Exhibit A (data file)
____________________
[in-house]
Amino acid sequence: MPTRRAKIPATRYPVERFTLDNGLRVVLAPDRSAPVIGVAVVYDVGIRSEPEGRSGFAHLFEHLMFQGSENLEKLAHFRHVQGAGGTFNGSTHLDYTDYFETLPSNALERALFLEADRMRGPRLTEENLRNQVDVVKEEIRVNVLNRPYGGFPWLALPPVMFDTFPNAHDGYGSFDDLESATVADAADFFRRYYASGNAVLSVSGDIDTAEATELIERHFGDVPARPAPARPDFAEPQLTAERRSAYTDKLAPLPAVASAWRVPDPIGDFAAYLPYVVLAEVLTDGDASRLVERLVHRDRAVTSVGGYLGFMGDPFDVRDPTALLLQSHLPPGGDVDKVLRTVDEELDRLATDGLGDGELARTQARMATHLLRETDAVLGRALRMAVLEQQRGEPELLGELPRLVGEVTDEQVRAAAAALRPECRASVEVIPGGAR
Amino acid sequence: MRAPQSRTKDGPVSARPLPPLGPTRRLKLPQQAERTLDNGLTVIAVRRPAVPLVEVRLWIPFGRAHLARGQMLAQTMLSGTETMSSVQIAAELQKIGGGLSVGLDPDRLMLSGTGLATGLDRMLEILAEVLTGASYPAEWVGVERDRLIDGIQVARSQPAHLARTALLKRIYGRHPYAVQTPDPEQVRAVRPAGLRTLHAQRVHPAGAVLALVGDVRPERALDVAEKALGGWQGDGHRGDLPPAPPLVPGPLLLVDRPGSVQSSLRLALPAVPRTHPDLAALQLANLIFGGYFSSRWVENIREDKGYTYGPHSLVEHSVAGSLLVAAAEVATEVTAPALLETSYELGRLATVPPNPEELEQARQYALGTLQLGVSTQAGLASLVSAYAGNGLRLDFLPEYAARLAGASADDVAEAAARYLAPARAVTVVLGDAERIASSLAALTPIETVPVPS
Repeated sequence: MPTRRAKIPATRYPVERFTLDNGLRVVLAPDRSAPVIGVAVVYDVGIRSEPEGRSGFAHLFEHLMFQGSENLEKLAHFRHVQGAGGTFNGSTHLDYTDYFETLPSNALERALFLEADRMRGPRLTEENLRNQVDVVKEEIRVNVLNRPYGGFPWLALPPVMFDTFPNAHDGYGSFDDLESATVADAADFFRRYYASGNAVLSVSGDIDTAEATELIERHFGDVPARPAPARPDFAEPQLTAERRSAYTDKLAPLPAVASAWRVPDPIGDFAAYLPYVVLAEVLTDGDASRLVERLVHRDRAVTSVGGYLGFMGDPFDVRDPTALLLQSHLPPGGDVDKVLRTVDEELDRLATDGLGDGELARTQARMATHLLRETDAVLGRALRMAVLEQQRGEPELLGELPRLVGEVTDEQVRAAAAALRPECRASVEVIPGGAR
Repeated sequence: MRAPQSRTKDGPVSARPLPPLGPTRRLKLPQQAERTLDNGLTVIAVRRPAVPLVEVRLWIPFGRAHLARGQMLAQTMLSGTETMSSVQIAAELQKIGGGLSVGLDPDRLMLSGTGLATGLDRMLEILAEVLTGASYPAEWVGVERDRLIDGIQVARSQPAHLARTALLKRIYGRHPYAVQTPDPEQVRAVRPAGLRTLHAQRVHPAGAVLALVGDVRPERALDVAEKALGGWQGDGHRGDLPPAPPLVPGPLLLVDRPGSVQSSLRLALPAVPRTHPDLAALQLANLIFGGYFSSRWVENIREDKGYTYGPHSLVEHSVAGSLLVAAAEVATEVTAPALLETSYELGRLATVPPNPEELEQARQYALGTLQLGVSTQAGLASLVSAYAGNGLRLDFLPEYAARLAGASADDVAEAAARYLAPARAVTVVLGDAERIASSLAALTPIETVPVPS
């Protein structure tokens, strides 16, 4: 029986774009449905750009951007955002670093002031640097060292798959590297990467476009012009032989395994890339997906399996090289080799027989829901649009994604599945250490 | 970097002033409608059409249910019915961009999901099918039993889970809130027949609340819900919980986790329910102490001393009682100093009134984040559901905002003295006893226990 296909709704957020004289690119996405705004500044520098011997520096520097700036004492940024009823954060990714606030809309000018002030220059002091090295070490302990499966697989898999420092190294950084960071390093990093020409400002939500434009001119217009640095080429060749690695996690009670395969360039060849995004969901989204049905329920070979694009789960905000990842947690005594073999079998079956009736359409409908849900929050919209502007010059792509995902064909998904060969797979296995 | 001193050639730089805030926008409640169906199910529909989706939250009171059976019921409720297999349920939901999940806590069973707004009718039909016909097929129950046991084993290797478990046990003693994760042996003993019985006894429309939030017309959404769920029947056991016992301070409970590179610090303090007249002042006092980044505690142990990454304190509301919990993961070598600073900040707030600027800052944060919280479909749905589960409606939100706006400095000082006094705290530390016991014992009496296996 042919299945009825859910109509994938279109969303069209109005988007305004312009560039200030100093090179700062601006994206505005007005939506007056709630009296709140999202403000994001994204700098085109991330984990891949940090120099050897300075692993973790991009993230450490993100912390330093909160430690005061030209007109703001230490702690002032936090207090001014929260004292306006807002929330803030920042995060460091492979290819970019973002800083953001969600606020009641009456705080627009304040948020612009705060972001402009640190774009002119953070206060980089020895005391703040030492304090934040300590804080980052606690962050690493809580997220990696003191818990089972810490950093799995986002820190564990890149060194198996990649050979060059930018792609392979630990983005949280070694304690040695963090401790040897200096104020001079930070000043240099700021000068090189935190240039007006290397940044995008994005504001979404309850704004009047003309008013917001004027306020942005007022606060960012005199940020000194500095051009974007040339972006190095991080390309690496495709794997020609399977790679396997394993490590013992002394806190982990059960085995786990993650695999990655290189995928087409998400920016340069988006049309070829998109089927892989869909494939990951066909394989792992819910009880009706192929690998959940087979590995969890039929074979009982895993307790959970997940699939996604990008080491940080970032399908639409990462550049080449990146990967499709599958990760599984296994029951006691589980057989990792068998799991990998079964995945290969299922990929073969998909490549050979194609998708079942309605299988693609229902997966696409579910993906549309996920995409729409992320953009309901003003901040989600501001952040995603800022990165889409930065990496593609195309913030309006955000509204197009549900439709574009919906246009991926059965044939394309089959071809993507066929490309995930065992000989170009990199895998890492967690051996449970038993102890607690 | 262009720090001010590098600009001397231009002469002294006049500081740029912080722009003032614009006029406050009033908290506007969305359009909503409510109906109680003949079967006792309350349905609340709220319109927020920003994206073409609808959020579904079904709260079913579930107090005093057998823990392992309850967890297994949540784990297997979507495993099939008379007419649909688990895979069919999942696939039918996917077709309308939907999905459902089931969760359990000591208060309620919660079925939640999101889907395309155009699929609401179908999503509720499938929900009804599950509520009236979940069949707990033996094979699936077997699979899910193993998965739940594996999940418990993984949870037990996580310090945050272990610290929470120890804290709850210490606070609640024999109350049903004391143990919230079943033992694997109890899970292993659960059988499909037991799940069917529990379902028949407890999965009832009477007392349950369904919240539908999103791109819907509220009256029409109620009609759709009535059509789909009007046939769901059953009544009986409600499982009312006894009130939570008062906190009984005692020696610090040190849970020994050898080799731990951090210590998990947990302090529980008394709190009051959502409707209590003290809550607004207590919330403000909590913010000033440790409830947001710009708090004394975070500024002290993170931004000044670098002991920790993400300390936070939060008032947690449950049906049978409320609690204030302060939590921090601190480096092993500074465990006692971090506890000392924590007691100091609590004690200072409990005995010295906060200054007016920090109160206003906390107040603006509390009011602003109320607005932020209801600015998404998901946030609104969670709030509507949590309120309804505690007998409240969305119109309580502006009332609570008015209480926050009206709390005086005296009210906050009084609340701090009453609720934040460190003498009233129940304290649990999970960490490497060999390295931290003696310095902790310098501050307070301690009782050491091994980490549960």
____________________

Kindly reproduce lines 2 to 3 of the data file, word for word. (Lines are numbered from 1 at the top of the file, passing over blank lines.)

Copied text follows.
Amino acid sequence: MPTRRAKIPATRYPVERFTLDNGLRVVLAPDRSAPVIGVAVVYDVGIRSEPEGRSGFAHLFEHLMFQGSENLEKLAHFRHVQGAGGTFNGSTHLDYTDYFETLPSNALERALFLEADRMRGPRLTEENLRNQVDVVKEEIRVNVLNRPYGGFPWLALPPVMFDTFPNAHDGYGSFDDLESATVADAADFFRRYYASGNAVLSVSGDIDTAEATELIERHFGDVPARPAPARPDFAEPQLTAERRSAYTDKLAPLPAVASAWRVPDPIGDFAAYLPYVVLAEVLTDGDASRLVERLVHRDRAVTSVGGYLGFMGDPFDVRDPTALLLQSHLPPGGDVDKVLRTVDEELDRLATDGLGDGELARTQARMATHLLRETDAVLGRALRMAVLEQQRGEPELLGELPRLVGEVTDEQVRAAAAALRPECRASVEVIPGGAR
Amino acid sequence: MRAPQSRTKDGPVSARPLPPLGPTRRLKLPQQAERTLDNGLTVIAVRRPAVPLVEVRLWIPFGRAHLARGQMLAQTMLSGTETMSSVQIAAELQKIGGGLSVGLDPDRLMLSGTGLATGLDRMLEILAEVLTGASYPAEWVGVERDRLIDGIQVARSQPAHLARTALLKRIYGRHPYAVQTPDPEQVRAVRPAGLRTLHAQRVHPAGAVLALVGDVRPERALDVAEKALGGWQGDGHRGDLPPAPPLVPGPLLLVDRPGSVQSSLRLALPAVPRTHPDLAALQLANLIFGGYFSSRWVENIREDKGYTYGPHSLVEHSVAGSLLVAAAEVATEVTAPALLETSYELGRLATVPPNPEELEQARQYALGTLQLGVSTQAGLASLVSAYAGNGLRLDFLPEYAARLAGASADDVAEAAARYLAPARAVTVVLGDAERIASSLAALTPIETVPVPS